A gracEmail subscriber who serves as a spiritual shepherd in his church asks whether the passage 1Timothy 3:4-5 means that he should step down from that role because his teen-age child has, for three years, had a bad attitude and has acted out in disruptive and inappropriate ways. The child’s parents have lovingly dealt with the situation as best they knew, and are now about to administer tough love in the form of treatment at a faith-based residential facility.
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I salute you for your conscientious concern. Let me answer by saying that the best and most mature literal shepherd is not the one whose sheep have always been docile, had plentiful and easy pasturage, and have never been threatened by obstacles or natural enemies. No, the literal shepherd whom other shepherds and onlookers most admire, and whom the sheep would most appreciate if they had the capacity to do so, is the one who has successfully encountered but overcome shortages of good food and water, problems with wayward and stubborn sheep, crises with predators and all the other troubling circumstances and situations that make a shepherd think about walking away and getting a job as a greeter at Wal-Mart!
The same is true of spiritual shepherds who are charged with feeding, leading and protecting the flock of God. The basis of the descriptive element which says a suitable prospective shepherd is one who “takes care” of his household is the presumption that such a person would transfer the same heartfelt attention to the extended spiritual “family” as well. (Interestingly, the Greek verb translated “take care of” in 1 Timothy 3:5 is used in the New Testament in only one other setting. That is in the story of the Good Samaritan, where this same verb appears twice, as follows: “He went to him and bound up his wounds, pouring on oil and wine. Then he set him on his own animal and brought him to an inn and took care of him. And the next day he took out two denarii and gave them to the innkeeper, saying, ‘Take care of him, and whatever more you spend, I will repay you when I come back.'”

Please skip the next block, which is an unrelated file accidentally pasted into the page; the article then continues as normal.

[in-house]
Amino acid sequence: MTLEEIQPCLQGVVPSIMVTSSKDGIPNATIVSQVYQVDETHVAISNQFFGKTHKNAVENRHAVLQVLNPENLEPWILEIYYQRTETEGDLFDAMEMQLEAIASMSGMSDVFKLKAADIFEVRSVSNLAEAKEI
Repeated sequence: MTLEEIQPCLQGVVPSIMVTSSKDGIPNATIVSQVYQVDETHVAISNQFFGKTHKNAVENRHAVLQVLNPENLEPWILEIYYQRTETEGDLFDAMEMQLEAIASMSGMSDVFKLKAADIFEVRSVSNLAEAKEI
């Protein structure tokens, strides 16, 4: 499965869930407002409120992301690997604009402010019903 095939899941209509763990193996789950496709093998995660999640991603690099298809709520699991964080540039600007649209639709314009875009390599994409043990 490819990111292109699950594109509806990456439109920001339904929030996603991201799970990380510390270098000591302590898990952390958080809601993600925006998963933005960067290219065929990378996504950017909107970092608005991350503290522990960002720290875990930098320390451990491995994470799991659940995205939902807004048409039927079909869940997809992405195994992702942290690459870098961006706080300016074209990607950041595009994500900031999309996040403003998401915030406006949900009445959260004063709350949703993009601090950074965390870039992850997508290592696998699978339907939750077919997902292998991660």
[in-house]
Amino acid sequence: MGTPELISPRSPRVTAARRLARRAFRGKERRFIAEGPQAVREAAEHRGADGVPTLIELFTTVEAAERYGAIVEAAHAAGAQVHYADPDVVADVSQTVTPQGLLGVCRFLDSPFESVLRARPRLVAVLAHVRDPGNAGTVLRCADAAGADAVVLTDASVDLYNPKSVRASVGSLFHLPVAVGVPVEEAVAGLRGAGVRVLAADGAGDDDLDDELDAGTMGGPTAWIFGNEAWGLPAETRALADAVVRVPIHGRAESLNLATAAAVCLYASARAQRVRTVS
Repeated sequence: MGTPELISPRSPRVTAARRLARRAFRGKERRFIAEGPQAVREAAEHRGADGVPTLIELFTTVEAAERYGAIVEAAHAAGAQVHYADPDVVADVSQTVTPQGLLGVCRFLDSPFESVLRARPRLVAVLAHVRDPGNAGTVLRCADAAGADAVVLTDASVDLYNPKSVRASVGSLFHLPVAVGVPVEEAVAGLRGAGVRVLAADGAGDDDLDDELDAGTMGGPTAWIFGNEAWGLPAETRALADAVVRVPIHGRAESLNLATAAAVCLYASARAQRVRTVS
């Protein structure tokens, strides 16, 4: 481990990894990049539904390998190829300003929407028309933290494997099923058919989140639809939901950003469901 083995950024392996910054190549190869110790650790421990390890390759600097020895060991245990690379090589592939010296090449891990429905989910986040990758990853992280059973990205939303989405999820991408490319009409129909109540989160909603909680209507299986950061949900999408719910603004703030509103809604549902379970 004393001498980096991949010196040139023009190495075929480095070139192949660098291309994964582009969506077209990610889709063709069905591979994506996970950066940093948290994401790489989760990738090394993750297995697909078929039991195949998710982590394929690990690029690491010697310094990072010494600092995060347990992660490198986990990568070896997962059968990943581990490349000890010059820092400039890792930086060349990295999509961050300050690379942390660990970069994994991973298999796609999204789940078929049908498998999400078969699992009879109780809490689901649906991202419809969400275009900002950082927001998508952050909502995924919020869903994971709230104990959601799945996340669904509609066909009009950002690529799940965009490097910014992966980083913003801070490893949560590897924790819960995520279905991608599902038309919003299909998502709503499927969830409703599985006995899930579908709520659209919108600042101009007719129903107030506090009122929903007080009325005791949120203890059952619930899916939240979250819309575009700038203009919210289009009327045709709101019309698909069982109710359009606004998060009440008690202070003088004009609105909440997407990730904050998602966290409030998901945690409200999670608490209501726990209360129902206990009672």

Insofar as God gives me eyes to see, that is exactly what you are doing for your son. And that is also what your congregation can give thanks to God for providing them in a shepherd of their souls. God bless you as you continue to serve him in all your spheres.